France

A Wine Revisited

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In the summer of 1923 Lord Sebastian Flyte entices his friend Charles Ryder to escape the confines of Oxford and spend the day at his family’s estate. “I’ve got a motor-car and a basket of strawberries and a bottle of Chateau Peyraguey — which isn’t a wine you’ve ever tasted so don’t pretend. It’s heaven with strawberries.”

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From the BBC’s adaptation. Aloysius guards the wine.

Evelyn Waugh, one of Britain’s most acclaimed novelists and author of this scene from Brideshead Revisited, was known for creating some of literature’s wittiest characters, many of whom had a glass of wine or a cocktail in hand. Waugh was a knowledgeable oenophile so his selections are both informed and precise, lending scenes that extra bit of authenticity. So why, of all the wines in the world, did he send his two main characters off on a picnic with a bottle of Chateau Peyraguey? It’s an intriguing choice.

Throughout Waugh’s stories you’ll find clarets, champagnes and burgundies, but his true passion was for dessert wines, a taste he acquired during his student days at Oxford in the early 1920s. In an essay titled “Drinking” he writes: “We tried anything we could lay our hands on, but table-wines were the least of our interests. We drank them conventionally at luncheon and dinner parties but waited eagerly for the heavier and headier concomitants of dessert.” Port, sherry, Tokaji, he loved them all. “We were not ashamed (nor am I now) to relish sweet wine. Yquem had, of course, a unique reputation. Starting to drink it in a mood of ostentation, I was led to the other white Bordeaux.” By that he means Sauternes, the luscious, golden, dessert wine made possible by a little gray fungus Botrytis cinerea, aka noble rot. Which brings us back to the Chateau Peyraguey. Waugh doesn’t send Sebastian and Charles under an elm tree with a bottle of Dom Pérignon or Romanée-Conti; they’re bestowed with sweet Sauternes.

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A perfect pair

But why Chateau Peyraguey? It’s an unusual choice since the wine hasn’t existed as such since 1879 when, following the death of the owner, a family squabble split the property in two and became Clos Haut-Peyraguey and Chateau LaFaurie Peyraguey. Given the fact that Waugh wrote the novel in 1944, long after rupture, what was he up to? There were plenty of other Sauternes chateaux he could have chosen. Did he simply use his creative license and shorten the name for convenience, or did he intentionally send his characters picnicking with a bottle that was a half-century old?

Plausibility for the latter comes in the next chapter of the book when Waugh endows Sebastian’s family estate with a wine cellar stocked with old vintages (which the two proceed to drink their way through the following summer). It’s a minor detail but a telling one that exhibits not only Waugh’s knowledge and taste in wine but also his skill as a writer. With a single bottle he encapsulates one of the book’s main themes. The scene is set in the aftermath of World War I when Britain is reeling from the loss of so many young men. The devastation has left no family, rich or poor, untouched and upended many of society’s traditions. Sebastian mourns this lost innocence and yearns for an earlier time. Here then, is a bottle from before the Great War, before the carnage, a golden, sweet wine still in possession of its youthful charms and virtue.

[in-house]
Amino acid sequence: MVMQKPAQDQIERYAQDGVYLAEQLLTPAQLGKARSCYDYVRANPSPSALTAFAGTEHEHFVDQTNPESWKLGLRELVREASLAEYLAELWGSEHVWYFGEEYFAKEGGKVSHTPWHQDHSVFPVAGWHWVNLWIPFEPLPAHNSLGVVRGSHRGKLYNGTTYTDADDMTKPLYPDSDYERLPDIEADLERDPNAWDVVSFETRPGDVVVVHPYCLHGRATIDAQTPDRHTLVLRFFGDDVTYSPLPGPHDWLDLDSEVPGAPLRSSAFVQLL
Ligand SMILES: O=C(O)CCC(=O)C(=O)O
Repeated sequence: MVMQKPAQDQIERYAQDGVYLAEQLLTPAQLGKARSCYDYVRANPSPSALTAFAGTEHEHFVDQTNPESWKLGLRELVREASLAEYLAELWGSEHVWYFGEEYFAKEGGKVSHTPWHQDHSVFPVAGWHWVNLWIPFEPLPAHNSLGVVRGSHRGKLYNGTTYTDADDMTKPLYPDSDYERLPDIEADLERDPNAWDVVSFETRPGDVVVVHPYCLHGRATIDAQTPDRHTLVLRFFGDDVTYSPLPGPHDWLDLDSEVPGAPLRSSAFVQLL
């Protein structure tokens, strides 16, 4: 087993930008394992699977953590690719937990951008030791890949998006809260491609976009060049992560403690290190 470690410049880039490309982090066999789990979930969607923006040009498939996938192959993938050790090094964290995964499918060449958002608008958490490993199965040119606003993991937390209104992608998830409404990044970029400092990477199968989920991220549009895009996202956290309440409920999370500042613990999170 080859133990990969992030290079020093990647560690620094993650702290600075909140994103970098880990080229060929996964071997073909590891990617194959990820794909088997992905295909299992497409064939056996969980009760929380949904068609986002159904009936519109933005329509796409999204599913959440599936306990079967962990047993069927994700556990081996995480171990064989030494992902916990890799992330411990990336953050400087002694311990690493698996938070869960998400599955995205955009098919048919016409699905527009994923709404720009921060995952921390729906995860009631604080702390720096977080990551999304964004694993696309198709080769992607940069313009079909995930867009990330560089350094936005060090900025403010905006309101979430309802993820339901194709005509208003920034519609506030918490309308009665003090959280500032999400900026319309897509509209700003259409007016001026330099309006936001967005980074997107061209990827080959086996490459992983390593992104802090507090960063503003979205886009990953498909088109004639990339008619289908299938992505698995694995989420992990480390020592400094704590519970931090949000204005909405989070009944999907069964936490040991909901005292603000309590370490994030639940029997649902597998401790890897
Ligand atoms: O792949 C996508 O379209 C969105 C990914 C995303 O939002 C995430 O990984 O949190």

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Of course, there is no way of knowing Waugh’s intentions, (he died in 1966). It is, however, still possible to have a picnic of strawberries and wine made from same plot of land as the Peyraguey. Clos Haut-Peyraguey and Lafaurie-Peyraguay are readily found in good wine stores and are an extraordinary value at $40 per half bottle. Both properties sit near the famed vineyards of Chateau d’Yquem, a half-bottle of which is never under three figures. This prime real estate earned the original Chateau Peyraguey the status of Premier Cru Classé in the 1855 Bordeaux classification, and the two current chateaux have been able to keep that same ranking. It’s one step below the top classification of Premier Cru Classé Superiore, whose sole occupant is Yquem.

Both properties have recently come under new ownership with promises to bring their wines to even greater heights. Clos Haut-Peyraguey was purchased in October 2012 by Bernard Magrez, who owns numerous wineries around the world, including Château Pape Clément, Château La Tour Carnet and Château Fombrauge. The 12-hectare vineyard is planted with 95% semillon and 5% sauvignon blanc on gravel, sand and clay. Wine destined to become the grand vin is fermented in oak and then aged in oak barrels (50% new) for 18 months. The winery’s long-time cellar master, Anthony Defives, continues to make the wine even in his new role as estate manager, so the style is unlikely to change dramatically.

The only vintage I was able to find in New York was 2005, a year with near-perfect conditions for both the dry reds and sweet whites. A long, dry summer, was followed by heavy rain in September, which is just what those tiny Botrytis spores needed to flourish. And flourish they did. Botrytis is one of the first scents to spiral out of the glass, closely followed by honey and caramel, dried apricots, and chamomile. A bright acidity keeps it light on the palate and is accompanied by flavors of caramelized pear, prunes and more honey. It’s a gorgeous, complex wine. Recent vintages to look for include 1995, 2002, 2005, 2007, 2009, 2010, and 2011.

Lafaurie Peyraguey was acquired last year by Silvio Denz, who added the 36-hectare property to his collection of Saint-Émilion vineyards such as Peby Faugeres and Faugeres. He purchased the vineyard and its postcard-perfect chateau (parts of which date to the 13th century) from the French energy company GDF Suez, which had acquired it in 1984 and subsequently modernized the facilities, renovated the chateau and installed climate controlled cellars. Denz also owns the crystal company Lalique and had a special engraved bottle made for the 2014 vintage.